“how I like the sidecar”. The answers always the same as I reply, “I’m sure having a lot of fun with it”.

They then ask “where I got it” and when I mention that “I build them“ the conversation always gets

interesting. The average person in this day and age doesn't know anyone that manufactures something.

They go to a store or dealership and never think about how the product got their. When they meet someone

 that actually builds something they always have interesting questions. I always get a lot of enjoyment out of

 talking with these people. I know that they will never want or consider a sidecar but the interaction with

them is always enjoyable. Especially when I describe the manufacturing process in simple terms that they

can understand. The smile on their face is always great to see. Then if they at one time in their life worked

on a line producing something. They will explain just what they did and a one minute conversation will last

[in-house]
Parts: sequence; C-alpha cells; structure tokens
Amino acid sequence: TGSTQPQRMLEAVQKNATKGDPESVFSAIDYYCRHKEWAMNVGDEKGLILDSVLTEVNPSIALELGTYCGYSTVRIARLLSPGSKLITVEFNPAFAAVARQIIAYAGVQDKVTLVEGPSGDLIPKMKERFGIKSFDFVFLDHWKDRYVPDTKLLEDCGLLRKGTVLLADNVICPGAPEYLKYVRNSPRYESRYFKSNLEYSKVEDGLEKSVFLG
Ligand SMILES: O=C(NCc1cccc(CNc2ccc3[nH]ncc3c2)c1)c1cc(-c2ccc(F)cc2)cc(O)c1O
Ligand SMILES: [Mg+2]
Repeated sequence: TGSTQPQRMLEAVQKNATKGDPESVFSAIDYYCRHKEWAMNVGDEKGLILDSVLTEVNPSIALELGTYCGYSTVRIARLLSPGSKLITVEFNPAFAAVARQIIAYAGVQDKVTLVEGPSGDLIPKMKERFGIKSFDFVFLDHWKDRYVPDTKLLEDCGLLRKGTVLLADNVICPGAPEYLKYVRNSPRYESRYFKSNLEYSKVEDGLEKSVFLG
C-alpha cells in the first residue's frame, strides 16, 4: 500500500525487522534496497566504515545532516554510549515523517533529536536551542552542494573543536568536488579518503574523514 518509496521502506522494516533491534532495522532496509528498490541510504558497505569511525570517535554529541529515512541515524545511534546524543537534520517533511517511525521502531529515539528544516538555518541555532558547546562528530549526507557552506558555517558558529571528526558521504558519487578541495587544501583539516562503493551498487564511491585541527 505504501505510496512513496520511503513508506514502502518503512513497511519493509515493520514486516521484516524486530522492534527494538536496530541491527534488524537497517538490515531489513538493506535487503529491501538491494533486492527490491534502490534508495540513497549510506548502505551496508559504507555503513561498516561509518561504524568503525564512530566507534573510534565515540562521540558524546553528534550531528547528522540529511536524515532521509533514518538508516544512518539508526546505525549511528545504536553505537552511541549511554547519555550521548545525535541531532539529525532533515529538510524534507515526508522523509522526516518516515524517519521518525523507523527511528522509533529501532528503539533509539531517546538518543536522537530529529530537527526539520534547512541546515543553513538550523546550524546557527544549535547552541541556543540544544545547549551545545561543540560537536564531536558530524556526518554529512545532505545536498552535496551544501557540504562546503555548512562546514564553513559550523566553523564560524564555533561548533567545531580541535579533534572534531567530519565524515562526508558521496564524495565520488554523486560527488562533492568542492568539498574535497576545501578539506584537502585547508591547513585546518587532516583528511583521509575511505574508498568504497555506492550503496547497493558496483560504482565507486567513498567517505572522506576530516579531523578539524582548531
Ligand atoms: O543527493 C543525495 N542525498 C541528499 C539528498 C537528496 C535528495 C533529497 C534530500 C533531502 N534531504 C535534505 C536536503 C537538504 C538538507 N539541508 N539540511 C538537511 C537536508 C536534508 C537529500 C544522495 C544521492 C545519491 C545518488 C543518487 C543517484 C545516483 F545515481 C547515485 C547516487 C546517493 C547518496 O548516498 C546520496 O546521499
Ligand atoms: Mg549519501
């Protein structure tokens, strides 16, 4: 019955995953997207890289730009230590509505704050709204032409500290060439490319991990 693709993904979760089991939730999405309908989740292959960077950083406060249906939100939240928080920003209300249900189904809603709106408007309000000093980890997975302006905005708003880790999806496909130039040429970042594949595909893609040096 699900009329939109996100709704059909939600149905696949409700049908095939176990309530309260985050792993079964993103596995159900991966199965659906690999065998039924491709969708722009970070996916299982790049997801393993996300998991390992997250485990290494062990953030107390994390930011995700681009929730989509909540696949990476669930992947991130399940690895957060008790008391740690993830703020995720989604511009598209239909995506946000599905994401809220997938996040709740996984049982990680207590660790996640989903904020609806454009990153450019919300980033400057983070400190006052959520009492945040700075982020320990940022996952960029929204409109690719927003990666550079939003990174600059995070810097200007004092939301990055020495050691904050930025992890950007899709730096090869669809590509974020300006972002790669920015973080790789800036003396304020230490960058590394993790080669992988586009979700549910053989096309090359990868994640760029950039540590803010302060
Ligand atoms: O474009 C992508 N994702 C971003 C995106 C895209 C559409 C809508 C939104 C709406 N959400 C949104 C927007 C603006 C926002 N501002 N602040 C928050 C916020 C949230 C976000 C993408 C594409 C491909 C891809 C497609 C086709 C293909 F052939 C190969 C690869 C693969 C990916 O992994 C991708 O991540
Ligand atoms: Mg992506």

for five minutes. In the end a new friend is made with sidecars being shown in a good light. When I mention

that I sculpted the original sidecar design over forty years ago they're always quite surprised

 

 

 An interesting little side note: I had a thirty, forty something tell me not to build my sidecars with the wing

on the back because they would never sell. So when I started driving the roads and showing one of my

Sweet SL-220 units with the whale tail it seemed that the comments about the little wing were always

positive. Some that wanted an SL-220 or 440 would ask if they could get it with the little wing and we even

 had one lady that called it a whale tail. It always reminded me of an add that I saw on TV about a guy